Because we have lost sight of the truth about sin, forgiveness, and satisfaction the Christian faithful have been lulled to sleep with a sense of false security and at the same time we have failed in the duty of love and charity to assist the souls in purgatory through our prayers.

The requirement for satisfaction for sins committed after baptism is reason for the existence of purgatory. We cannot enter into heaven until the demands of justice are fulfilled in our life. This is the meaning of Jesus’ words: You will not be released until you have paid the last penny. (Mt 5:26) If demands of justice are not fulfilled during the course of our earthly life, they must be fulfilled in purgatory. Purgatory is nothing else than a place of purification for those who depart from this life in a state of grace and friendship with God, with their sins forgiven as to the guilt, but still carry the burden of debt of temporal punishment due to sin. Purgatory is the vestibule of heaven where we must wash and get ready before entering into the great wedding feast of the Lamb.

We can assist the souls in purgatory by our prayers, by having Masses offered for them, and by gaining indulgences. In all these ways we perform spiritual works of mercy.

The prayers are our own and God in his mercy hears us; through having Masses offered or by gaining indulgences, we apply the merits of Christ’s one for all sacrifice.

The sacrifice of Jesus is meritorious both for the increase of grace and for the satisfaction of sin. That merit is always offered anew to God in every sacrifice of the Mass. The sacrifice of Jesus Christ is, in general, meritorious for the living and the dead, though it needs to be applied to and received by each soul in particular.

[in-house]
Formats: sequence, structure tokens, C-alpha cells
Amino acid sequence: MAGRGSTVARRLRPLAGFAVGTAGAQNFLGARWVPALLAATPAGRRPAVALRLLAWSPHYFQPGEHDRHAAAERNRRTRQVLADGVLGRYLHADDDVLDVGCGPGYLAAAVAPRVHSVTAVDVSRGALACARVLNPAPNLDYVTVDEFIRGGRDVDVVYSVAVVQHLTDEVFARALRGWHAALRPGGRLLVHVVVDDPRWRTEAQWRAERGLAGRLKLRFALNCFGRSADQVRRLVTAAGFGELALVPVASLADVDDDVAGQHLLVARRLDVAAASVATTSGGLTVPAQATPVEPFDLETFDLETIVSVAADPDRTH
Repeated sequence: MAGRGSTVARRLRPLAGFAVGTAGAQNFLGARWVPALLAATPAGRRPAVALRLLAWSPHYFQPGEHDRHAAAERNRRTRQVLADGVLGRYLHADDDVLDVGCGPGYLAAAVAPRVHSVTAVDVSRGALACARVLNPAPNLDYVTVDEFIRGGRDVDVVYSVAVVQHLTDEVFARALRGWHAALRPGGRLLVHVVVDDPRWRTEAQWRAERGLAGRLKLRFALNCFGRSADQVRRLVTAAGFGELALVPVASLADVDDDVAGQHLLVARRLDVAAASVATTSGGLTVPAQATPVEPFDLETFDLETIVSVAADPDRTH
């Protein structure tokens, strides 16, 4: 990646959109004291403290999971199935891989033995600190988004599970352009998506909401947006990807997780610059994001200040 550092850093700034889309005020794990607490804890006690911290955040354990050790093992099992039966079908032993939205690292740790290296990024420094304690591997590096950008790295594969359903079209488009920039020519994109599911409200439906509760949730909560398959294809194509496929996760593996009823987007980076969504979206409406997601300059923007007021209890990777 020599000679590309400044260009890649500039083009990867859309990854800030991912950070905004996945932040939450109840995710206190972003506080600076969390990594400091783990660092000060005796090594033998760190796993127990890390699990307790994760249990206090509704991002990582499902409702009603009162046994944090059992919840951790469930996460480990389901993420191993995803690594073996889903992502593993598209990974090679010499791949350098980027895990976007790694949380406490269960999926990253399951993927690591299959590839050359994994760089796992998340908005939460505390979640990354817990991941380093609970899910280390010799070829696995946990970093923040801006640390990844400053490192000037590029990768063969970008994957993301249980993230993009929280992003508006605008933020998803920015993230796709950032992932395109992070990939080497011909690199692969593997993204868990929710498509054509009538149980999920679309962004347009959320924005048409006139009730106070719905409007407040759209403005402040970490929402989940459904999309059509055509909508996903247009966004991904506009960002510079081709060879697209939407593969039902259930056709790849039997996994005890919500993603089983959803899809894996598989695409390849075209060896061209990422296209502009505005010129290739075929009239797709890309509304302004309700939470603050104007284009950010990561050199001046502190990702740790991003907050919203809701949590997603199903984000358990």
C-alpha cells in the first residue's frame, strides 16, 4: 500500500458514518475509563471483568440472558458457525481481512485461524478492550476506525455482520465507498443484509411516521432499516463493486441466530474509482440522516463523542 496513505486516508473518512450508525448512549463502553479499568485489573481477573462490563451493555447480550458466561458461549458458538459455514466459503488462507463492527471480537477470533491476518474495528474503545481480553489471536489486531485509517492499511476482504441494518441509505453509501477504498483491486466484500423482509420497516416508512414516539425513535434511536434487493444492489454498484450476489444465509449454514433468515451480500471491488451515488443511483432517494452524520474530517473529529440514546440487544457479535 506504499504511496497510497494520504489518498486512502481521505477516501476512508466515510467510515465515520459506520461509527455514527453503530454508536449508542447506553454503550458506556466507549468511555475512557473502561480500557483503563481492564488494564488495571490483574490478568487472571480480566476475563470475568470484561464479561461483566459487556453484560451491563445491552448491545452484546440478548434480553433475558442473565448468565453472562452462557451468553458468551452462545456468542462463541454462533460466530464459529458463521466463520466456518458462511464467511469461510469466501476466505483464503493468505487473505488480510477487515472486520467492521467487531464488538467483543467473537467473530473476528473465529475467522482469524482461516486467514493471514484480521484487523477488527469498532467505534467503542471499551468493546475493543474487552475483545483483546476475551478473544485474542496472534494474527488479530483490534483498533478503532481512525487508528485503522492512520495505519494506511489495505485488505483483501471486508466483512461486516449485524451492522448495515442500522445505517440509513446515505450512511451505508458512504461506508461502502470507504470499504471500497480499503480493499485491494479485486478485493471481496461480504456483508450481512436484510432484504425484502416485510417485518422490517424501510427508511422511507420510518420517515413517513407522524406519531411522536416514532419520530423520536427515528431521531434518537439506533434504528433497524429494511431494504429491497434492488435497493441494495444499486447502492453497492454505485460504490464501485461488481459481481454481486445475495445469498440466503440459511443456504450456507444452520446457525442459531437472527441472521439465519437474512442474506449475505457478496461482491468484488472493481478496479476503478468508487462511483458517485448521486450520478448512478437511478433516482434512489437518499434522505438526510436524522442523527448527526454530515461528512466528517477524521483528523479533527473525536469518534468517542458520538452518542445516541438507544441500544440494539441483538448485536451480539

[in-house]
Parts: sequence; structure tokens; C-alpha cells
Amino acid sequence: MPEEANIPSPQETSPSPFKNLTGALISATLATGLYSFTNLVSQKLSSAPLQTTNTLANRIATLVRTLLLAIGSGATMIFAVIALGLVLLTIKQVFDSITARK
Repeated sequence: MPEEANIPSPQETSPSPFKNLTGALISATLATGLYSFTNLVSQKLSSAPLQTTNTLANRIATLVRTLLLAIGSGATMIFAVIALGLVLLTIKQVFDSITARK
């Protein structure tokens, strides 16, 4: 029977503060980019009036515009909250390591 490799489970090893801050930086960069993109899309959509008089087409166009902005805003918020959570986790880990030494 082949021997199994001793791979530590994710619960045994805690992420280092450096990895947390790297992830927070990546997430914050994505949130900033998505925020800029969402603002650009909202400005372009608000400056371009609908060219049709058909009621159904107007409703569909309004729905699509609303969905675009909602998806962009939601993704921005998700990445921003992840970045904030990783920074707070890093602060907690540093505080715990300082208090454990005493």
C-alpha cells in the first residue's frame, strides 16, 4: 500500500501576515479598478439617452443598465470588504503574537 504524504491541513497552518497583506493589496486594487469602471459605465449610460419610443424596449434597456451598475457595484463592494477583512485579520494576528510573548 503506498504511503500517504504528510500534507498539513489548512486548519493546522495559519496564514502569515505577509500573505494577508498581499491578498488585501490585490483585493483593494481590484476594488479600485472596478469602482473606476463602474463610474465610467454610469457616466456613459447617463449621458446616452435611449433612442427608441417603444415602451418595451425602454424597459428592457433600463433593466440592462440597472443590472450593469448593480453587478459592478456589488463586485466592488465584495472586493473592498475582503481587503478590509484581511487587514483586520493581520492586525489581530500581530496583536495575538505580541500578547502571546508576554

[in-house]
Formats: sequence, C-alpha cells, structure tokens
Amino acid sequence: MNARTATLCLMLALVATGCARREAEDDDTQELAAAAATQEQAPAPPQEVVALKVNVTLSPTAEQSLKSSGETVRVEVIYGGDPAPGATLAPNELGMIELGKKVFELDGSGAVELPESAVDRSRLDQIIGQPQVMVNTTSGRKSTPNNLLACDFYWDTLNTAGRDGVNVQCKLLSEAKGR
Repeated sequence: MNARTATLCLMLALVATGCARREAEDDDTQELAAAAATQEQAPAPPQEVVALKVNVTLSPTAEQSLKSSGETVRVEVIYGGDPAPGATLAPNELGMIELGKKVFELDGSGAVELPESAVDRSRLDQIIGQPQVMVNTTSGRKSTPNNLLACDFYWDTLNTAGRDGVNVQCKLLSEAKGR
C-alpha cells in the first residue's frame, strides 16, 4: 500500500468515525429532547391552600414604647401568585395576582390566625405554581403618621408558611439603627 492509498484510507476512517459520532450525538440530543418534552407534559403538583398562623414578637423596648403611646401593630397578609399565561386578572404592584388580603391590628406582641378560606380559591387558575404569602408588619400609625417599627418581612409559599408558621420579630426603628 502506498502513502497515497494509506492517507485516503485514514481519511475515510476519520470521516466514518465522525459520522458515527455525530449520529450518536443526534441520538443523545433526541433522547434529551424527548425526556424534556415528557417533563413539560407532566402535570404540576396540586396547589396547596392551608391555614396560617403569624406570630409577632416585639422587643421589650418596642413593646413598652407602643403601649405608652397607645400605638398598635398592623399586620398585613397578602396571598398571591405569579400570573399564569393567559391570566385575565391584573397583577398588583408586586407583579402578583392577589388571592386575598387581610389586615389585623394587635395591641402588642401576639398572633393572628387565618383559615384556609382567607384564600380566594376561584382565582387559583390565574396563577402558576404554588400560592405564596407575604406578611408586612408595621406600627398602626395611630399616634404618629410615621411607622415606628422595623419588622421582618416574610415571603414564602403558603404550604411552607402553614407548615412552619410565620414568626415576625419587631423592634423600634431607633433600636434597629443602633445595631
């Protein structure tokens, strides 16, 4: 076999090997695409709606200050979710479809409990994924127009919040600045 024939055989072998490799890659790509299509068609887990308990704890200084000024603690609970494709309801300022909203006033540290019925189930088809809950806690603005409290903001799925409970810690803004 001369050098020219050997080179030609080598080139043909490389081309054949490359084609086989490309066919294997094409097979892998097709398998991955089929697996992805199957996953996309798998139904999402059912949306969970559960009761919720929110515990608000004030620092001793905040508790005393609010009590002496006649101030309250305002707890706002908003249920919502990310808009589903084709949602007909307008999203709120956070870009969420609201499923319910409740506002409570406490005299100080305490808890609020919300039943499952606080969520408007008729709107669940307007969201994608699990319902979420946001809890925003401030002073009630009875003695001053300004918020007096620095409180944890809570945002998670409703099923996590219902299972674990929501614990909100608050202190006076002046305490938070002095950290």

When we ask that a priest offer a Mass for a particular intention, whether for the living or the dead, what we are asking is that, acting in his priestly capacity, he apply the merit of Jesus Christ, offered in that Mass, to that intention. That is why requesting the offering of Masses is such an important part of Catholic devotion.

We can also help the souls in purgatory by gaining indulgences on their behalf. What is an indulgence? By means of an indulgence the Church, making use of the authority granted her by Jesus Christ, applies the satisfactory merits of Christ and the saints to designated works performed by the baptized who are living in a state of grace. (cf. CCC 1471) In effect an indulgence, granted by Church authority, increases the satisfactory merits of the indulgenced action.

Normally, as members of Christ’s Body, we can pray for others, including the dead, but we can merit only for ourselves.  When we gain indulgences, however, we can apply them either for ourselves or for any soul in purgatory.

There is much more that can be said on the matter of indulgences, but let me refer you to my short essay “From the Pastor’s Desk” in today’s bulletin for a fuller explanation.

Let me sum the whole matter up with the scene of Jesus nailed to the Cross, with his Blessed Mother standing at the foot of the Cross, accompanied by St. John, who represents the priesthood, and St. Mary Magdalene, who represents the repentant sinner. That gives us an image of the reality of the Mass and of the Catholic Church. It is the Blessed Mother herself who brings us from the circle of disciples who are standing far off in fear and leads us in close to accept the sacrifice of Jesus Christ, and to offer ourselves through him, with him, and him, for the glory of God and the conversion of sinners.

 

 

 

 

 

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Fr. Joseph Levine graduated from Thomas Aquinas College and after a long journey was ordained to the priesthood for the Diocese of Baker, Oregon. He currently serves as pastor of St. Peter Catholic Church in The Dalles on the Columbia River.